You have to keep your eyes on the ground while walking through the halls of California’s San Mateo Events Center during the Maker Faire. There are robots down there.
You look up at the towering Godzilla woven entirely from wool and then you’re almost tripped up by a small moving platform trimmed with aqua blue lights. The platform scoots around the floor, weaving in and out of peoples’ footfalls.
And there are a lot of feet to steer clear of with an estimated 100,000 people expected at this three-day Maker Faire celebration of people making things out of materials ranging from silicon chips and circuit boards to yarn and quinoa.
Outside the hall, there’s another robot sweeping the walkway. This robot reminds me of something out of Westworld, but not the new HBO Westworld with the 3D-printed sexbots.
This automaton, with a lighted circuit board where its face should be, reminds me of the murderbot played by Yul Brynner from the ’70s Westworld after Richard Benjamin pours acid all over his face, exposing his inner circuitry. That movie scared the bejeezus out of me when I was six, so I pick up the pace a little as I move past the sweeping bot.
Not all the robots at the Maker Faire appear so homemade, however.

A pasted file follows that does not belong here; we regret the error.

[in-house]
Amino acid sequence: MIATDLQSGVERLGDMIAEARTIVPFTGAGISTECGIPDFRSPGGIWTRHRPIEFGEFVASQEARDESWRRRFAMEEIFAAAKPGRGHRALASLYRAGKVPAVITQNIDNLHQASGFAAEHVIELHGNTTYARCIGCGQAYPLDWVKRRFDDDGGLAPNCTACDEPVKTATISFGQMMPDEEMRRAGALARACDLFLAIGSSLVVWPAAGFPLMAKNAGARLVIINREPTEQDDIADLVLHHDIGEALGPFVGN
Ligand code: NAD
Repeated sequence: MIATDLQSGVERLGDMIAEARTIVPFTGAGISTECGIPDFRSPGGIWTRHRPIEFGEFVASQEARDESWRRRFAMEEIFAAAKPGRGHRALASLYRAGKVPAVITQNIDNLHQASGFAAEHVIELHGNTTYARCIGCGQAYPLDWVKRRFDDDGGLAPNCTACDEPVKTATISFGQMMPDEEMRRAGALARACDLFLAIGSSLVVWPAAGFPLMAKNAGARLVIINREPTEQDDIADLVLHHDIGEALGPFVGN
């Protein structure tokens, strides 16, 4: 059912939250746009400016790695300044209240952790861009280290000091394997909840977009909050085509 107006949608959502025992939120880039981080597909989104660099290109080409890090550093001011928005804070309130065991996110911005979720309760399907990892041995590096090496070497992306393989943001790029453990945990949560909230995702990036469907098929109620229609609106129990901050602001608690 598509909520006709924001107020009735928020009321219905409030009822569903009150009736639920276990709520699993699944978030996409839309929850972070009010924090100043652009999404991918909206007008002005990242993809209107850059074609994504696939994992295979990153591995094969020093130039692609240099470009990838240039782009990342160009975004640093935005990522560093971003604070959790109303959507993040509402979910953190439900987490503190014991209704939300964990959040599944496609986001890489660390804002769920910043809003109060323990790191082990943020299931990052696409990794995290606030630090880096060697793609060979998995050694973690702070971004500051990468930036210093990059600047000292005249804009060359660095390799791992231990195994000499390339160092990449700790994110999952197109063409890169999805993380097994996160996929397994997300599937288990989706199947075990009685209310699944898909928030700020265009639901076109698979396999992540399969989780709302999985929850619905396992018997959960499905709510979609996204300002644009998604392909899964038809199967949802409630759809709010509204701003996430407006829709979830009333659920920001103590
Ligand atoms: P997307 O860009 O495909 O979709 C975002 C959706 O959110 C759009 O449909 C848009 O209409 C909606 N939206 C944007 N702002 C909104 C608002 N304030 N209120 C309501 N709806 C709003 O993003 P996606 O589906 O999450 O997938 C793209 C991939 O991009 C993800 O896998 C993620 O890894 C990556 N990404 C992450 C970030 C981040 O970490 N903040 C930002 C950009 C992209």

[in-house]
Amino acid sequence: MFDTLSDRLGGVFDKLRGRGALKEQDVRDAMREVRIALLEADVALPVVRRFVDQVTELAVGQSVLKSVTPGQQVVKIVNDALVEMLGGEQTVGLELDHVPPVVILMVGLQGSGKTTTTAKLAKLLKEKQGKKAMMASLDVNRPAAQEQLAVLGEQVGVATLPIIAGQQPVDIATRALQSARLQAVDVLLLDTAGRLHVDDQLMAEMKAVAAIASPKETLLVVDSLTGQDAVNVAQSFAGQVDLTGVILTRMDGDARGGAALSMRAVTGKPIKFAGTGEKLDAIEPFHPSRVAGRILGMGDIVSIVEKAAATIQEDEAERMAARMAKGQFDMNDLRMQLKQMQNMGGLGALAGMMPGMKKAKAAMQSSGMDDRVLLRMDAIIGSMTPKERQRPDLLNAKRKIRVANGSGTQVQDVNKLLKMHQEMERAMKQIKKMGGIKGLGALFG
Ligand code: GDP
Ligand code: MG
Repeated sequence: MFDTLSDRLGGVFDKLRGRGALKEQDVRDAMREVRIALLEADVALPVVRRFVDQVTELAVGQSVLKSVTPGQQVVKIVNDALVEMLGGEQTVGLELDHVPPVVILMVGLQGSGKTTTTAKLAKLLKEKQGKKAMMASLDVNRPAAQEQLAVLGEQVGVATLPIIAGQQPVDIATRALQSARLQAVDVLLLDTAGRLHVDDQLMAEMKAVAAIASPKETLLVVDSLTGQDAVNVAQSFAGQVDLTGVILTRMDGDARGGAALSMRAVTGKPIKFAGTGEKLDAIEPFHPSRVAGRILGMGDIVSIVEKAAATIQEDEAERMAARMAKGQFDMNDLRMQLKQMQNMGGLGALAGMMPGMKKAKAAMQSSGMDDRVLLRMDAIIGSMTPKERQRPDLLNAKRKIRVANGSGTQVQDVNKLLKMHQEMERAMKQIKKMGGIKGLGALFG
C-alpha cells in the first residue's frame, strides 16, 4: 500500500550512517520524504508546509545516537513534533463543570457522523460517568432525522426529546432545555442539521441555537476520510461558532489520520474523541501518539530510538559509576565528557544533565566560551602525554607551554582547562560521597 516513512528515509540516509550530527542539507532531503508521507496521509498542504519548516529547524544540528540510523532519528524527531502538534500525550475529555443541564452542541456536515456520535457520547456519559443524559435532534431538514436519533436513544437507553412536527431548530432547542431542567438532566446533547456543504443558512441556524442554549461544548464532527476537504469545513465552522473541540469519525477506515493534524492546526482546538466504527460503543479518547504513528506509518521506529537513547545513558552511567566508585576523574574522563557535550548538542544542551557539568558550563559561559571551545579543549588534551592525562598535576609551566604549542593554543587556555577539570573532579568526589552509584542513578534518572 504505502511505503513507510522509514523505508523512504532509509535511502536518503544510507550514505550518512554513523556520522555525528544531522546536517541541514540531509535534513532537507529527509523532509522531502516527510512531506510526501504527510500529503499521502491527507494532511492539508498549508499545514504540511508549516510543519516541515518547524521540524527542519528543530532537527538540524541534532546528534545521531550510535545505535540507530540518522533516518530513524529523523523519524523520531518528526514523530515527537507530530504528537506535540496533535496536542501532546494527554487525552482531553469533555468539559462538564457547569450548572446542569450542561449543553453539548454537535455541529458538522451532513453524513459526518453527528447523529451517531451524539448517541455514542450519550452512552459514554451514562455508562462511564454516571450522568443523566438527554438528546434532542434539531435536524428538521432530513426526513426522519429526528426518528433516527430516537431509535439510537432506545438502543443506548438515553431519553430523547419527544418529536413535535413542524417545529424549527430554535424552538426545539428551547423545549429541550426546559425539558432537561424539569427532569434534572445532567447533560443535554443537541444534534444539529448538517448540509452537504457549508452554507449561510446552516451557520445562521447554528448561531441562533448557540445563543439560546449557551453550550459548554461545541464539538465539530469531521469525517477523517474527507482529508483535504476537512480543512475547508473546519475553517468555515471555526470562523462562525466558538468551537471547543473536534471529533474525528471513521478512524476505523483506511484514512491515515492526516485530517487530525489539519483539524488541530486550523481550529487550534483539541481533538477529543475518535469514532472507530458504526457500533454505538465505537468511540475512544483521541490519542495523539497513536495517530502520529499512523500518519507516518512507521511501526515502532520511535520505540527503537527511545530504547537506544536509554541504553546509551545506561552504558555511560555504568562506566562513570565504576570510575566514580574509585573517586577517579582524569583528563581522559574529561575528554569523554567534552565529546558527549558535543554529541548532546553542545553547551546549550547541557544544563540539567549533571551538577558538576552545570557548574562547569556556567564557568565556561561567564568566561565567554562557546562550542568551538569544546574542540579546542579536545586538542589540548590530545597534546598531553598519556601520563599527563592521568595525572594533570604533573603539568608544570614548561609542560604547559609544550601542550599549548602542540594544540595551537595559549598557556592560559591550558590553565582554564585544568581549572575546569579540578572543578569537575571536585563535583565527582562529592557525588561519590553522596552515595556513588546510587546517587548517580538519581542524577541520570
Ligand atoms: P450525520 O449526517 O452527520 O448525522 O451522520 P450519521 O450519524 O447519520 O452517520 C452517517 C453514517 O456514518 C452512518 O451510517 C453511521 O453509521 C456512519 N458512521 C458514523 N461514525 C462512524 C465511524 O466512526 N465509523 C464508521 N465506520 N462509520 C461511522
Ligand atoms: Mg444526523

Furrion, the makers of the swank Elysium RV that comes complete with a helipad on its roof, is showing off its mammoth Exo-Bionics mech. Although Furrion’s website claims its movable steel cage is built for off-road racing, the mech at the Maker Faire doesn’t make it all that far during its demonstration.
“Well, it needs a little rest,” the mech’s pilot said after the high-tech machine moves just a few feet.
Furrion Exo-Bionics Mech at Maker Faire
After a few hours at the Maker Faire, the panic sets in. I haven’t actually made anything.
In the robot hall I find a booth for Hebocon, the crappy robot competition, offering “robot sumo competitions for the technically ungifted.” This sounds about my speed.
“I’m here to wrestle a robot,” I declared.
The Japanese man at the booth shoots me a confused look.
“It’s a robot sumo competition,” I continued. “I am here to wrestle a robot. I’m in the best shape of my life!”
With him speaking in broken English, and me not speaking a lick of Japanese, the Hebocon rep explains that the robots don’t wrestle people. People build the crappy robots and then the crap bots wrestle amongst themselves. Being technically ungifted as required, I am game for this as well, but the signups are closed for the day. The Hebocon rep tells me to come back tomorrow, but as Carl Weathers echoes in the downer part of a Rocky III training montage, “There is no tomorrow! There is no tomorrow!”
I wander through the foggy fairgrounds longing for the spectacle of pig races that will be here when the San Mateo County Fair starts in a couple of weeks. Little porkers running around a sawdust-covered track as fast as their stubby little legs will carry them is a competition that I can really understand.
Every month in “Shattering Conventions,” author Bob Calhoun crashes a new tradeshow, convention or conference looking for a way to fit in—even when he doesn't always belong. Calhoun is the author of "Shattering Conventions: Commerce, Cosplay and Conflict on the Expo Floor." You can follow him on Twitter at @bob_calhoun.